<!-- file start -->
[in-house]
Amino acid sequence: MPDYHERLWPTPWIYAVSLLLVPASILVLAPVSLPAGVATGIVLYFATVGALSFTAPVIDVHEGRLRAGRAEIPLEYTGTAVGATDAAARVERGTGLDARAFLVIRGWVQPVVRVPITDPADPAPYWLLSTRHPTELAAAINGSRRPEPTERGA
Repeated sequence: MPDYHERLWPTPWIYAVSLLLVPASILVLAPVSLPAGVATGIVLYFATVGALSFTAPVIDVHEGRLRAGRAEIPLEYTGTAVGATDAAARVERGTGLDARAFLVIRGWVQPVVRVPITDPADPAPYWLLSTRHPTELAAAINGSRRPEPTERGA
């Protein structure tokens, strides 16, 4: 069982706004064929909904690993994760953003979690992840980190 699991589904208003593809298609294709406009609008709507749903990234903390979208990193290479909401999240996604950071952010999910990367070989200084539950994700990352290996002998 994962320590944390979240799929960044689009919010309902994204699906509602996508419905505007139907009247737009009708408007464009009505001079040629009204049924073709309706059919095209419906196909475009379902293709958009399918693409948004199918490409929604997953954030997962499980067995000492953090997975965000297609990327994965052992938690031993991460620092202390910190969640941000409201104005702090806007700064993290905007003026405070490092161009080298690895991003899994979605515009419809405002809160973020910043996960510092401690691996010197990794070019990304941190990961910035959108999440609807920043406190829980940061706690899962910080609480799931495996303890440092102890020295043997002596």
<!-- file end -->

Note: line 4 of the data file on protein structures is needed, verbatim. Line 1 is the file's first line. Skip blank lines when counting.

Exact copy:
């Protein structure tokens, strides 16, 4: 069982706004064929909904690993994760953003979690992840980190 699991589904208003593809298609294709406009609008709507749903990234903390979208990193290479909401999240996604950071952010999910990367070989200084539950994700990352290996002998 994962320590944390979240799929960044689009919010309902994204699906509602996508419905505007139907009247737009009708408007464009009505001079040629009204049924073709309706059919095209419906196909475009379902293709958009399918693409948004199918490409929604997953954030997962499980067995000492953090997975965000297609990327994965052992938690031993991460620092202390910190969640941000409201104005702090806007700064993290905007003026405070490092161009080298690895991003899994979605515009419809405002809160973020910043996960510092401690691996010197990794070019990304941190990961910035959108999440609807920043406190829980940061706690899962910080609480799931495996303890440092102890020295043997002596």